He proclaimed a universal love. If love makes distinctions, it is not a virtue any more.“If a universal mutual love existed throughout the world, if men loved each other like themselves, would there be a single person who would not respect filial piety?” It is very interesting to note that Mencius, a disciple of Confucius, replied to that: “To love anybody in the same way does not recognize the special affection that one owes to the king or the father. This is living like an animal.” But the universal love that preached Mo Tzu was not a way to evade obligations with respect to the sovereign or the parents. Mo Tzu loved in a concrete way those who were most oppressed and most needed his love. He was even going farther as he requested self-sacrifice: “Kill a man to save the world is not an action for the good of the world. But to kill oneself to save the world is an action for the good of the world.”
But this concept of voluntary self-sacrifice was deeply foreign to Confucianism and Taoism. As a consequence the teachings of Mo Tzu have not left any significant traces in the Chinese culture in spite of the fact that they were very well received during his life. This is not a peculiarity of Chinese society. When prophets like Mo Tzu, seized by a sort of folly of human love that goes to the extremity of self-sacrifice, try to transmit their burning desire to followers, they give rise to controversies and rebuttals: reasonable men want to keep the just middle way that the excess of love seems to ignore. Mao Tse Tung tried to revive this idea of Mo Tzu, promoting self-sacrifice to free the future humanity, thus contributing even more to the devaluation of this notion of self-sacrifice.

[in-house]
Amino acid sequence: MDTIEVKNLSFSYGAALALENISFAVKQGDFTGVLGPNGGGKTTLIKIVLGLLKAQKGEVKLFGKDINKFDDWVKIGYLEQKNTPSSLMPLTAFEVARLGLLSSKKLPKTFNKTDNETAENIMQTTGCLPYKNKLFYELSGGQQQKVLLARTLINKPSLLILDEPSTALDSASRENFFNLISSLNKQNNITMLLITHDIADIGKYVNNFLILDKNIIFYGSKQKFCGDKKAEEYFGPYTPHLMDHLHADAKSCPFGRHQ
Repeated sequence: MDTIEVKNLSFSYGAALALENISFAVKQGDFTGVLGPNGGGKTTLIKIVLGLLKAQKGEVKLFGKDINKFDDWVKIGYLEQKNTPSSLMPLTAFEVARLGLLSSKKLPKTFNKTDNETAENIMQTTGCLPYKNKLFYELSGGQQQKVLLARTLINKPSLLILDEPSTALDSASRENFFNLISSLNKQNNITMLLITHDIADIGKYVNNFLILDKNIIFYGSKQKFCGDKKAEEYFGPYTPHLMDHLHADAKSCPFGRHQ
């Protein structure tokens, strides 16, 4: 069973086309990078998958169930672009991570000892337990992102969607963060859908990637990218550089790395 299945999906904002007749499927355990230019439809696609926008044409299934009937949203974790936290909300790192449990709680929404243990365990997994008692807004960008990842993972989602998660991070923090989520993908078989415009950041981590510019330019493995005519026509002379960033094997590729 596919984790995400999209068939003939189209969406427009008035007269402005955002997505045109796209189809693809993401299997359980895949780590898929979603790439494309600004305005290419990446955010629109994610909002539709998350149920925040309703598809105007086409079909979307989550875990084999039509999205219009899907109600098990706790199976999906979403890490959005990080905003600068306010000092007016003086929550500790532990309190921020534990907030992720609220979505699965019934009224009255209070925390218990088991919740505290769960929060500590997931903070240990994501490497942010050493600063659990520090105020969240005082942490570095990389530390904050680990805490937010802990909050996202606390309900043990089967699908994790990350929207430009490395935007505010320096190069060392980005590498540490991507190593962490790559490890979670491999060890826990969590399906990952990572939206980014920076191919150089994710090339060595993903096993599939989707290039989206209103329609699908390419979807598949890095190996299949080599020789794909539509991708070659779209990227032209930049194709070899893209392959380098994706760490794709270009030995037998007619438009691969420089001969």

The Suffering Servant and sacrifice
I want to come back to the poems of the Suffering Servant who suddenly appear out of nowhere within the Second Isaiah, toward the end of the Babylon exile between 550 and 539 B.C. René Girard has specially noted their great originality, interpreting the Suffering Servant as the “victime émissaire,” the religious scapegoat. The exegetes have recognized the unity of these four poems, inserted separately within the Second Isaiah, the “Book of the Consolation of Israel.” They have the same vocabulary, the same style and the same thinking. They note their extraordinary originality, unique within the Bible. This servant who is chosen and loved by God is not only sent to Israel but to all the nations to expiate the sins of others and take over him their suffering in humility, kindness and mercy. It is through his suffering and death freely accepted that he saves them. The songs of the Servant are a climax in the discovery by man of his own dignity as he appears to be submerged by suffering. It is so important that I wish below to quote significant excerpts of the fourth song.